But these pluses were far outweighed by another Keio-Takenaka import from the United States — theoretical supply-side economics. This theory is from the days when excessive consumer and government demand in the U.S. and British economies led to chronic inflation and balance of payments deficits. The theoretical answer was to cut back on demand (mainly through cuts in government spending) and stimulate supply through deregulation, privatization, etc.

As it turned out, both the U.S. and British ignored the call for small government. Nor should they have worried. Both the inflation and balance of payments problems have been solved in other ways — cheap Asian imports, crushing the trade unions, persuading foreigners to buy their currencies. Bubbling consumer demand and heavy government spending have continued to boost both economies. As the U.S. economy expanded, the Clinton administration and to some extent even the Bush administration were able to use increased tax revenues to cut the deficits caused by increased government spending.

Meanwhile, back in Japan they still were religiously implementing the supply-side economic mantra of cutting government spending, even as it was being jettisoned by the U.S. and Britain. Worse, they were forcing it on an economy very different from that of the U.S. and Britain. Japan’s problem is not excessive demand and inadequate supply. It is excessive supply and inadequate demand.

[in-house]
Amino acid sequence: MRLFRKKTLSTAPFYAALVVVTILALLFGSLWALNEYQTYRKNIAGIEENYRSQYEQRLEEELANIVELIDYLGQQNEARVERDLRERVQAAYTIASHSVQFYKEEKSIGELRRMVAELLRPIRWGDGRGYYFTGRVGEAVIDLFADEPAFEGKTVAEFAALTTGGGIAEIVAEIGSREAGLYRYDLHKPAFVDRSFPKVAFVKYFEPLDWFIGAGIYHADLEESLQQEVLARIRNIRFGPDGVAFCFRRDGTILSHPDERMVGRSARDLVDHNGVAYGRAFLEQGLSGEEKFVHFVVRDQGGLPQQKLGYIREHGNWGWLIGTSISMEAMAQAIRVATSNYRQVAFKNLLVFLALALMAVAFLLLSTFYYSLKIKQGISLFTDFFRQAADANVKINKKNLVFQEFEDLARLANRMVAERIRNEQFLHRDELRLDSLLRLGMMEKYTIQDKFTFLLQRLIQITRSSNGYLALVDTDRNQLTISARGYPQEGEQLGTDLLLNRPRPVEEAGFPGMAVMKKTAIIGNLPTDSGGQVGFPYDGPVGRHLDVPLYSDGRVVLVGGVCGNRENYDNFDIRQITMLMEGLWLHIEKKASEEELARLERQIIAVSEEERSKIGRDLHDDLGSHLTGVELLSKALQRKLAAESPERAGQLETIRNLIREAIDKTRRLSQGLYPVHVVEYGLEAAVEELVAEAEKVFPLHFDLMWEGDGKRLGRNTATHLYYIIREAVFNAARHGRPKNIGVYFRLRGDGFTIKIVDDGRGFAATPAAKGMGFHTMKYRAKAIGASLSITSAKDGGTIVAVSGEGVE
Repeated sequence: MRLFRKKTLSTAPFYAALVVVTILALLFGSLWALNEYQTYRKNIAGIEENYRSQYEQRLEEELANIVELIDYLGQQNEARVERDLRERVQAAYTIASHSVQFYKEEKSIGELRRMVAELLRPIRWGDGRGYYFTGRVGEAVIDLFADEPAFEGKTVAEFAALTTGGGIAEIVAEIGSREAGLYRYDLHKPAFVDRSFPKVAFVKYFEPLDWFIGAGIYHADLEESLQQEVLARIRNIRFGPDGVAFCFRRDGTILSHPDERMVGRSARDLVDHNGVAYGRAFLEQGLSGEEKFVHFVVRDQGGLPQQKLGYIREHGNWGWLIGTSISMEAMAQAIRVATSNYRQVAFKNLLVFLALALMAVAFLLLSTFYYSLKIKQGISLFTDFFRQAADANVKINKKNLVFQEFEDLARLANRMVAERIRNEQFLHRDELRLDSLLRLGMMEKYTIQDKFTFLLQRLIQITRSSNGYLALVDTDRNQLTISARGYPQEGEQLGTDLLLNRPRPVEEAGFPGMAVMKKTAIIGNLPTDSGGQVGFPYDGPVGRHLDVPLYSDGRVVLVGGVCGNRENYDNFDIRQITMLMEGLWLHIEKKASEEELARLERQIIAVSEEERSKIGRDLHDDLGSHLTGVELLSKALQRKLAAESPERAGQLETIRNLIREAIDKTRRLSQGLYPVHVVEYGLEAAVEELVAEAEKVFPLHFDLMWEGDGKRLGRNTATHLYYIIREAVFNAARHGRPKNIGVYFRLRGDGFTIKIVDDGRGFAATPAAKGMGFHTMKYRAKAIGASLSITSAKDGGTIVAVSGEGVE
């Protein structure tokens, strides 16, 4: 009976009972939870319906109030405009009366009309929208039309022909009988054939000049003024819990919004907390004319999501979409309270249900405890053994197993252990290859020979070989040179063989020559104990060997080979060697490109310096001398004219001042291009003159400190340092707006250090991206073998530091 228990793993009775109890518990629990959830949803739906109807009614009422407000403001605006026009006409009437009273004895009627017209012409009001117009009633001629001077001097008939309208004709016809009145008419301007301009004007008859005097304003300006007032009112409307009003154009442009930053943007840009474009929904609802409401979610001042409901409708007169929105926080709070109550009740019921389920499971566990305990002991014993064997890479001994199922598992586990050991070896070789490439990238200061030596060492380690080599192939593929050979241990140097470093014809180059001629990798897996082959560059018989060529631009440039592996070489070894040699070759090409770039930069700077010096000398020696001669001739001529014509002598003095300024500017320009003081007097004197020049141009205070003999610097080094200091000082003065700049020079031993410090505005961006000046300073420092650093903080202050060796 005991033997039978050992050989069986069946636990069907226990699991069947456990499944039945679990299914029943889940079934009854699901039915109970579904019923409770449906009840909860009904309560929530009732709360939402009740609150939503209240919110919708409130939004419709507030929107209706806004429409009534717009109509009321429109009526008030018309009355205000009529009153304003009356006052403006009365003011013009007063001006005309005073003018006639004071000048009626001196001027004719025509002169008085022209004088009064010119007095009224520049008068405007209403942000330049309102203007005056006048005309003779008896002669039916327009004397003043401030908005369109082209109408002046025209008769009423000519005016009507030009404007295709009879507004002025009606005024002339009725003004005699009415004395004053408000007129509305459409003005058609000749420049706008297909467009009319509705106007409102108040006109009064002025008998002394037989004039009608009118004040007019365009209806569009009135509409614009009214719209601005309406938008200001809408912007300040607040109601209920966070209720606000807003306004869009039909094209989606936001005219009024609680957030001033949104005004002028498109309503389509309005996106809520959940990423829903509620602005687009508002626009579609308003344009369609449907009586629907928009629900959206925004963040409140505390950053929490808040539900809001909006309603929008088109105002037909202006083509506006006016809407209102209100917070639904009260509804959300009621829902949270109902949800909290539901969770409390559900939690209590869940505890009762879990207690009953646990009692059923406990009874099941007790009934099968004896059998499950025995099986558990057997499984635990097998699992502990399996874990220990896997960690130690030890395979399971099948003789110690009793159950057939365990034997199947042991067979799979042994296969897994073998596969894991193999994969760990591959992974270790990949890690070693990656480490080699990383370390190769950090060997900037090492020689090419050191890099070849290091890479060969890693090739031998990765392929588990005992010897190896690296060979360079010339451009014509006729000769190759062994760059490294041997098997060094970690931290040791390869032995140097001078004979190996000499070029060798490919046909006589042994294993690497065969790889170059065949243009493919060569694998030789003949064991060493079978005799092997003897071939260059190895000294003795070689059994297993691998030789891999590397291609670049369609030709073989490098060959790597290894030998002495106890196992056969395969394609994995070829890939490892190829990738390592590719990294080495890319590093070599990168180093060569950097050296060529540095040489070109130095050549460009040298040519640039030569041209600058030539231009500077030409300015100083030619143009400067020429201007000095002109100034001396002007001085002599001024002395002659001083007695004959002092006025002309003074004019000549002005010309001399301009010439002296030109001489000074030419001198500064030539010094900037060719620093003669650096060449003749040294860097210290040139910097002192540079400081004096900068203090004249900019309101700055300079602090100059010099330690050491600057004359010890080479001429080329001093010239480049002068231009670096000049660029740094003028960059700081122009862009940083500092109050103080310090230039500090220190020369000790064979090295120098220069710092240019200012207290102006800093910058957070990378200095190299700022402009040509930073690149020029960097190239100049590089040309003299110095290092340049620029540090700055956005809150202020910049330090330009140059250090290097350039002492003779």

As for Japan’s excessive government debt problem, there are many ways that can be solved — better income tax policies, indirect taxes in the form of product taxes rather than increases in the highly deflationary consumption taxes, or simply expanding the money supply (provided there is no risk of inflation).

But as in the U.S., the key policy should be to expand the economy and with it, tax revenues. Ideally this should be done through expanded consumer demand. But if this is too hard to organize in purse-conscious Japan, then expanded government spending with strong multiplier effects, namely public works, in the countryside especially, is a perfectly reasonable answer.

Japan has to do something about its public-works allergy — in particular the naysayers who spout cliches about building bridges to nowhere. In the part of the countryside where I live no one talks about bridges, to anywhere. For the moment the priorities are essentials like sewage, better water supply, road widening, new roads. All have been savagely cut under Koizumi “reforms.” With the cuts come the bankruptcies of the many small construction companies that used to do so much to sustain employment and the local economy. As they go under, others go under. Tax revenues are cut. Government debt increases rather than decreases. Standards of living fall. Is that really a plus for Japan?

Fortunately the voices from the grassroots seem finally to be percolating up to the top leadership of the LDP, including Abe. Maybe that is because Abe does not spend his evening drinking wine and watching theoretical economists on TV.